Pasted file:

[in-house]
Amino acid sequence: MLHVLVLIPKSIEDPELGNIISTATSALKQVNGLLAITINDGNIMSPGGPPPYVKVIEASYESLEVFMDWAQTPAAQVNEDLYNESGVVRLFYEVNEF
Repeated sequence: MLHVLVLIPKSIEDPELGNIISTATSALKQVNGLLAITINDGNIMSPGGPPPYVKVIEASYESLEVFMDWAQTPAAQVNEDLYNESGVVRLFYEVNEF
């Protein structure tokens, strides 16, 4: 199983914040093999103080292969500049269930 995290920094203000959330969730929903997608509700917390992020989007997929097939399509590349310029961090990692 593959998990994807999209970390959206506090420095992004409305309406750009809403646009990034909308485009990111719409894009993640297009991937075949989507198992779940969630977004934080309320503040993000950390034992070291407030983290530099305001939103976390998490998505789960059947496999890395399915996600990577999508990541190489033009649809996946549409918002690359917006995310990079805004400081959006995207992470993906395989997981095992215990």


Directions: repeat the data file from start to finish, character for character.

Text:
[in-house]
Amino acid sequence: MLHVLVLIPKSIEDPELGNIISTATSALKQVNGLLAITINDGNIMSPGGPPPYVKVIEASYESLEVFMDWAQTPAAQVNEDLYNESGVVRLFYEVNEF
Repeated sequence: MLHVLVLIPKSIEDPELGNIISTATSALKQVNGLLAITINDGNIMSPGGPPPYVKVIEASYESLEVFMDWAQTPAAQVNEDLYNESGVVRLFYEVNEF
């Protein structure tokens, strides 16, 4: 199983914040093999103080292969500049269930 995290920094203000959330969730929903997608509700917390992020989007997929097939399509590349310029961090990692 593959998990994807999209970390959206506090420095992004409305309406750009809403646009990034909308485009990111719409894009993640297009991937075949989507198992779940969630977004934080309320503040993000950390034992070291407030983290530099305001939103976390998490998505789960059947496999890395399915996600990577999508990541190489033009649809996946549409918002690359917006995310990079805004400081959006995207992470993906395989997981095992215990």